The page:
I’ve always considered myself easily scared. My horror of horror began with an ill-advised viewing of The Amityville Horror when I was around eight or nine years old. My brother thought it was very important that I know that this was based on a true story, and I believed him—and didn’t sleep properly for quite a long time. By the time my Amityville-related fears passed, insomnia and night fears had become an ingrained habit—and so had horror films. I grew up during the hey-day of the 1980s slasher films, and I saw lots of them. (My Bloody Valentine, Happy Birthday to Me, Halloween and its sequels, and the Friday the 13th films all stand out in my memory.) And they kept me good and scared.
For some reason, though, I hardly ever read scary books as a preteen or teenager. I did read a couple of early Christopher Pike books and some of Lois Duncan’s , but I was too old for R.L. Stine’s Goosebumps books when they came along. I also didn’t get into Stephen King (although I watched lots of film adaptations of his books—Cujo, Christine, Salem’s Lot, Children of the Corn). I suppose I had a sense that scary books for adults would be way too scary for my younger self. By the time I started reading scary books, long after I graduated college, I had become a person who is less easily scared than I used to be.
Still, there are some books that have grabbed at me and given me chills. Sometimes the chills come from a scary moment in an otherwise non-scary book, sometimes the chills come from the idea behind the events of the book, and sometimes the chills are more visceral, more about the gross-out moment than actual fear. These are a few of the chill-inducing books that come to mind. I liked some of these more than others, but all of them included moments that shook me up:
- The Fellowship of the Ring by J.R.R. Tolkien. For the most part, I don’t find this book scary, but the scene in the mines of Moria is absolutely terrifying.
- In Cold Blood by Truman Capote. The random murder described in this book is particularly frightening because the Clutter family had done nothing to know the murderers into their lives.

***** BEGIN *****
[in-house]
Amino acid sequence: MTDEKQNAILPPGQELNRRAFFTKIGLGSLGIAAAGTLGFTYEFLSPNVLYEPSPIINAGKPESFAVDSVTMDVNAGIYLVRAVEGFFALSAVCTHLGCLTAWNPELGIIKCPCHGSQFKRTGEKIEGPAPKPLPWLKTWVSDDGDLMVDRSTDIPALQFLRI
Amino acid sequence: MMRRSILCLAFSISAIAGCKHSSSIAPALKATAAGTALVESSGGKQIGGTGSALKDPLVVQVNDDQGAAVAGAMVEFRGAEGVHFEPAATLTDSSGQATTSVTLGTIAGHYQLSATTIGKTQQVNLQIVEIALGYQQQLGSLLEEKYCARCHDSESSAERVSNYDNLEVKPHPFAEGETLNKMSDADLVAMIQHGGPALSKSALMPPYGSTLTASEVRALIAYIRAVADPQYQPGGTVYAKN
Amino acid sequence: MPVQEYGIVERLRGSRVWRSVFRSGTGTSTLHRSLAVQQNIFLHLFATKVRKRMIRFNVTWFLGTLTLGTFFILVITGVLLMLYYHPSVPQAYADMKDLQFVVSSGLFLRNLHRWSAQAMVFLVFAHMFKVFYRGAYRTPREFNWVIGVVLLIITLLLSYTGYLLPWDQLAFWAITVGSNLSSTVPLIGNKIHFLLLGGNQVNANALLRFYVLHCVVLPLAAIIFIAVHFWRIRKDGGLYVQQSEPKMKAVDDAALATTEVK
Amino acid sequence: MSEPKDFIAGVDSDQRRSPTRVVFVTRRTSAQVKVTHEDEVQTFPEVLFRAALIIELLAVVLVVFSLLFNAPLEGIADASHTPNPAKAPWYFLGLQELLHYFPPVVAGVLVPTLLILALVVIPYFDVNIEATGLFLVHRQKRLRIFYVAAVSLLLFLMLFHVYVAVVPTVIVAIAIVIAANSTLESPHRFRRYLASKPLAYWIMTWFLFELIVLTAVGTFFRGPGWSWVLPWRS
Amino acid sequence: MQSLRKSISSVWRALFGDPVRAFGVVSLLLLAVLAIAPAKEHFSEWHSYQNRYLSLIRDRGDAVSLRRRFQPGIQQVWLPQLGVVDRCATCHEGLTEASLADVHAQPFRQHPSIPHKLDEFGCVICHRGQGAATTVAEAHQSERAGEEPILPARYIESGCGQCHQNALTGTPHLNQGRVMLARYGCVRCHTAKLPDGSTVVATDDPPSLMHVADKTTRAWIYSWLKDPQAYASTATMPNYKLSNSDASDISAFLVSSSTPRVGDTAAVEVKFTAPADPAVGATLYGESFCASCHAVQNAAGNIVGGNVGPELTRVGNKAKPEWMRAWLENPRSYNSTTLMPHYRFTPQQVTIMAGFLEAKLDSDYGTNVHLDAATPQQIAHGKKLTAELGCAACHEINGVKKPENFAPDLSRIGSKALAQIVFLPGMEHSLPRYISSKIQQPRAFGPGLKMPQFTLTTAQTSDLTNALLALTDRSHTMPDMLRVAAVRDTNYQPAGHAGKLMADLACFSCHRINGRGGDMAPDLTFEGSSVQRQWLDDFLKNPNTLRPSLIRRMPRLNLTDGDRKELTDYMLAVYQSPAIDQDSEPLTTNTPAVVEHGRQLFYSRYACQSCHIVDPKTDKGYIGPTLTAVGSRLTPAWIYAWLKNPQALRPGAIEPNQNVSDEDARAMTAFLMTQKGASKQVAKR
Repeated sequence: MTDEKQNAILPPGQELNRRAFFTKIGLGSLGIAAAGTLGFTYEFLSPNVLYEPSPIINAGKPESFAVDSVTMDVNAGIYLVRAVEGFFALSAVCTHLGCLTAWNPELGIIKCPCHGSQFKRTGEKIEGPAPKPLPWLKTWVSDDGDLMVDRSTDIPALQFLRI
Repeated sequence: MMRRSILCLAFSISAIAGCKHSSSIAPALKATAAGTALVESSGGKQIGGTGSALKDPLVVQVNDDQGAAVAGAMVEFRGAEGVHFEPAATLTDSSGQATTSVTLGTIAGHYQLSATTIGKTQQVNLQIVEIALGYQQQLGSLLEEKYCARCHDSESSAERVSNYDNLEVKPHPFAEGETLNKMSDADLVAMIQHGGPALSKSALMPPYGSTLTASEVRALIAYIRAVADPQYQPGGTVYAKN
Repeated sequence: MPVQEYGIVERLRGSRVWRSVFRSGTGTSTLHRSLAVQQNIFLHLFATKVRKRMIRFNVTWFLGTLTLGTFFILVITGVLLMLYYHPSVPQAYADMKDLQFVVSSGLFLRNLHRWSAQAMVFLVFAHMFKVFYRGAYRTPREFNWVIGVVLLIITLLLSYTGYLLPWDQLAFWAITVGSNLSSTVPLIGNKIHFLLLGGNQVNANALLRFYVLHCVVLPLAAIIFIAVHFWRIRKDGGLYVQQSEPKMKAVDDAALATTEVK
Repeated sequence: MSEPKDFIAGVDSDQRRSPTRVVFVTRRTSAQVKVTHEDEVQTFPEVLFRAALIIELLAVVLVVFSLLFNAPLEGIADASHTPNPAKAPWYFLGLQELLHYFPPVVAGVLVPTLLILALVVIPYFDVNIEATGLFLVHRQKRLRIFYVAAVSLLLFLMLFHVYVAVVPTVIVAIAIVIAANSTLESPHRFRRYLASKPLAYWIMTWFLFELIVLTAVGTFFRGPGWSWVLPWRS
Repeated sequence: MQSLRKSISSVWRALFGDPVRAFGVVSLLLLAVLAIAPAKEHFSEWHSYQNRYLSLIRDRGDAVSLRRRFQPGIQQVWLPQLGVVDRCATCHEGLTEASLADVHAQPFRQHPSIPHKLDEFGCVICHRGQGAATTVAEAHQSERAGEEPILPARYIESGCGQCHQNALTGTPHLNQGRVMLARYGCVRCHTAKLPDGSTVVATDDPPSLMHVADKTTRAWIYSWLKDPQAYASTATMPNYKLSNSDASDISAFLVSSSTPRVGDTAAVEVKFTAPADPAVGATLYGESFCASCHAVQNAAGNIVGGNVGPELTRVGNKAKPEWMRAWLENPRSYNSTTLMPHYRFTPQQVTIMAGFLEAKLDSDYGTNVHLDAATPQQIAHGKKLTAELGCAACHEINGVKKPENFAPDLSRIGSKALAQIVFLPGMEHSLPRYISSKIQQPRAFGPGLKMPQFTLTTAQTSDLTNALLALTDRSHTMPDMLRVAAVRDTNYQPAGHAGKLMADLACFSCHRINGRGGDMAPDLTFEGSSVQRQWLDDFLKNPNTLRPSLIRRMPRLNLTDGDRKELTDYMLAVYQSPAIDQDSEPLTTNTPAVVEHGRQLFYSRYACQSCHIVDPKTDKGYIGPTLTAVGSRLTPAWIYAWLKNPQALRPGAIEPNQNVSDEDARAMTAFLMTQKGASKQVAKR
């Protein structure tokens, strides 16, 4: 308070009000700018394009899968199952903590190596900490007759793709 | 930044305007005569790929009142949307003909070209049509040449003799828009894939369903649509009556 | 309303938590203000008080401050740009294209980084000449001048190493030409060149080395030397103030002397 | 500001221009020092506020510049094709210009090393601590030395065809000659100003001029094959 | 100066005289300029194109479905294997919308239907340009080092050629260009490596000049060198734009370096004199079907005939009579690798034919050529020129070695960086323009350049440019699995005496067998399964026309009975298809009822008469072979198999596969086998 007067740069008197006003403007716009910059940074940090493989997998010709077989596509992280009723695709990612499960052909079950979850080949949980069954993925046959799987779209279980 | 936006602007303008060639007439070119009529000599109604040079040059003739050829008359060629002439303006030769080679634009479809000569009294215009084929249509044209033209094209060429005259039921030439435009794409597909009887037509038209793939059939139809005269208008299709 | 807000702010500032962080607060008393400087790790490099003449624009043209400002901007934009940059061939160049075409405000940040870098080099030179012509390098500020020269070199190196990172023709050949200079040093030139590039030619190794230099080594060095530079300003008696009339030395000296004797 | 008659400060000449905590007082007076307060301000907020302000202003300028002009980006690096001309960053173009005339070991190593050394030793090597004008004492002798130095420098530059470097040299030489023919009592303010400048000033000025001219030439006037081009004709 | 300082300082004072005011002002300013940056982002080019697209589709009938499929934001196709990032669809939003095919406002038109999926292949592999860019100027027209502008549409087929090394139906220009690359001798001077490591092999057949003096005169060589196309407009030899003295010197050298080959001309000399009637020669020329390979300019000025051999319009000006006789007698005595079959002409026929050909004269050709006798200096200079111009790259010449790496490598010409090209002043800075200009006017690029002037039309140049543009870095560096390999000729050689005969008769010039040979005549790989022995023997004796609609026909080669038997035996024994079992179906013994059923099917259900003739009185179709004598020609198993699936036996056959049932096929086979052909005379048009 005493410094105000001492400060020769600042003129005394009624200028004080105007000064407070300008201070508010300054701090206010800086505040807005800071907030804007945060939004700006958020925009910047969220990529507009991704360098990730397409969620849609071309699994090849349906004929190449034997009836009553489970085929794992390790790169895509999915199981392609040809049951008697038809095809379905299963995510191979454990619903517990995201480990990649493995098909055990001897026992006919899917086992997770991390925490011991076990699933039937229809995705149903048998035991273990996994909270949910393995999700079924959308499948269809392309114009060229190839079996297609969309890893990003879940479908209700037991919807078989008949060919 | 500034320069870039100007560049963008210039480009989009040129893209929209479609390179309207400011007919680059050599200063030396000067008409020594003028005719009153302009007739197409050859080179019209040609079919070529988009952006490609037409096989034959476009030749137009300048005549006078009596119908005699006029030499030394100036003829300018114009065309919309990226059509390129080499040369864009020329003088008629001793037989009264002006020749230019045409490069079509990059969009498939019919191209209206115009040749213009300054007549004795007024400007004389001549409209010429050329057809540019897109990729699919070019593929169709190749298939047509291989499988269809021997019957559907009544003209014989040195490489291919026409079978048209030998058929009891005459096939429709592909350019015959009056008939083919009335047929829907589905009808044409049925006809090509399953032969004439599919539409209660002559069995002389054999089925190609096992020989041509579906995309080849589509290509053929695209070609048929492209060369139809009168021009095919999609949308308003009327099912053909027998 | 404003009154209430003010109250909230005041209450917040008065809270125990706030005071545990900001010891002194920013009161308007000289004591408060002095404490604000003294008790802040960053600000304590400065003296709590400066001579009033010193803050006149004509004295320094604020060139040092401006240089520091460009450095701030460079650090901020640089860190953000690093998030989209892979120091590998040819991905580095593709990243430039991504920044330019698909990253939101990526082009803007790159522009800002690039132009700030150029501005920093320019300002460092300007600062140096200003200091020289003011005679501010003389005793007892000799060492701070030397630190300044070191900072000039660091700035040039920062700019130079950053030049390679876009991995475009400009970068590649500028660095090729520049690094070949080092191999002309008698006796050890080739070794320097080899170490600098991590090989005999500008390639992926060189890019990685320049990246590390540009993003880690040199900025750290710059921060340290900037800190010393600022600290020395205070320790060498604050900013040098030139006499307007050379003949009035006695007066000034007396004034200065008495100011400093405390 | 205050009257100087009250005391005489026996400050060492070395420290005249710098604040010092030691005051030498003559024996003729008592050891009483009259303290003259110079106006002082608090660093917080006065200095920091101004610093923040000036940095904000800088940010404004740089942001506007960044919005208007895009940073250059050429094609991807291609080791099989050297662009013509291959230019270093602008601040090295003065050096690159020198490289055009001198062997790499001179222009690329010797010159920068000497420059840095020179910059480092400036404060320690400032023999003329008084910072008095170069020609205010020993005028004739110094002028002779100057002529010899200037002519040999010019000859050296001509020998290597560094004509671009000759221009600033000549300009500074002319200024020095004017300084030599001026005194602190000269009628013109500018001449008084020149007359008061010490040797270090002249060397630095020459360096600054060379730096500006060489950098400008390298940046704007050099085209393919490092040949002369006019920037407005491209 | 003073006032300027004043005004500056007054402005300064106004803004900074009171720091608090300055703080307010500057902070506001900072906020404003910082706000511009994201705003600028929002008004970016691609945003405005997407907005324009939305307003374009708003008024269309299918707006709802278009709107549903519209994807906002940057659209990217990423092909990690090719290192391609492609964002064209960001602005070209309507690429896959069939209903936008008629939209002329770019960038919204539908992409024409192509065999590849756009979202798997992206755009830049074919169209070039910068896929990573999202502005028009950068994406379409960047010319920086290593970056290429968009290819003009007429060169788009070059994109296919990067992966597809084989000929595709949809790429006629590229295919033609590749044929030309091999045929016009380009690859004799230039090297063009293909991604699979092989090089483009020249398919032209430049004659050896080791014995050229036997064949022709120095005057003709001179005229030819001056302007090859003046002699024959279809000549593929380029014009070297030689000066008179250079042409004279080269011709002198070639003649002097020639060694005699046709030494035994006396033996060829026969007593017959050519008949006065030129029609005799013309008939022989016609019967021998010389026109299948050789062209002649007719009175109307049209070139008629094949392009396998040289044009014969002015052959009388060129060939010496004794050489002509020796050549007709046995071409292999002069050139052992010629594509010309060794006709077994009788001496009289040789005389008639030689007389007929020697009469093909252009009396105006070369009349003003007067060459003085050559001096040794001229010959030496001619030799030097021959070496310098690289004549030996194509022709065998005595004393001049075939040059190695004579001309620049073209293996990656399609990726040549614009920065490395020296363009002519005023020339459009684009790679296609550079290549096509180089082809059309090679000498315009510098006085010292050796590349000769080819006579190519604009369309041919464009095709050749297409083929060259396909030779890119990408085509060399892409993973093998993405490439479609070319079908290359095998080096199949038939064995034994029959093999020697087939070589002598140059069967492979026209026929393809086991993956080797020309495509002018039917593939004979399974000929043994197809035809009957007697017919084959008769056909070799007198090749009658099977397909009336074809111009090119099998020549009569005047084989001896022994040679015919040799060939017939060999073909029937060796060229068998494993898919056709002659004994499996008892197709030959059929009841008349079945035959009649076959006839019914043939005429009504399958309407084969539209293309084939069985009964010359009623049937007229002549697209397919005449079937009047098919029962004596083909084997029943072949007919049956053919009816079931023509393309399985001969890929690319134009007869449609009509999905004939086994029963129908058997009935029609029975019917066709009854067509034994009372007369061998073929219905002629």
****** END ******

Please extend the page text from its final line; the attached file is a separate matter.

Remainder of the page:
- Nineteen Seventy-Four by David Peace. The descriptions of the bodies in this book horrified me. The idea that someone would do that—just so, so awful.
- Heart-Shaped Box by Joe Hill. There’s a scene in which a spirit takes control of the main character’s girlfriend that I found extraordinarily upsetting, so much so that I nearly didn’t finish the book. Plus, the situation kept getting more and more inescapable, and the tension was nearly too much for me.
- Misery by Stephen King. A lot of the scariness of this book comes in the combination of gross-out moments and the inescapability of the situation.
- The Hot Zone by Robert Preston. It’s one thing to read about a fake virus unleashed in the world (as in The Stand), but it’s a whole other thing to learn how easy it would be for a devastating virus to escape into the world.
- The Stepford Wives by Ira Levin. In this book, it’s the idea behind the story that terrifies. Women are so often told what they’re supposed to be, and Levin takes that reality to literal extremes.
- The Unit by Ninni Holmqvist. This is another book in which the situation is scary, even if the book itself is not. I found the thought of deciding that certain people were dispensable to be chilling.
So are you easily frightened by what you read? What books have terrified you?
Notes from a Reading Life
- Paradise Lost by John Milton (church book club)
- Be Near Me by Andrew O’Hagan (audio)
- A Void by Georges Perec
- The Tapestry of Love by Rosy Thornton. Review copy from author.
- The Fates Will Find Their Way by Hannah Pittard. Review copy from Harper Books.
- The Radleys by Matt Haig. Review copy from Simon and Schuster.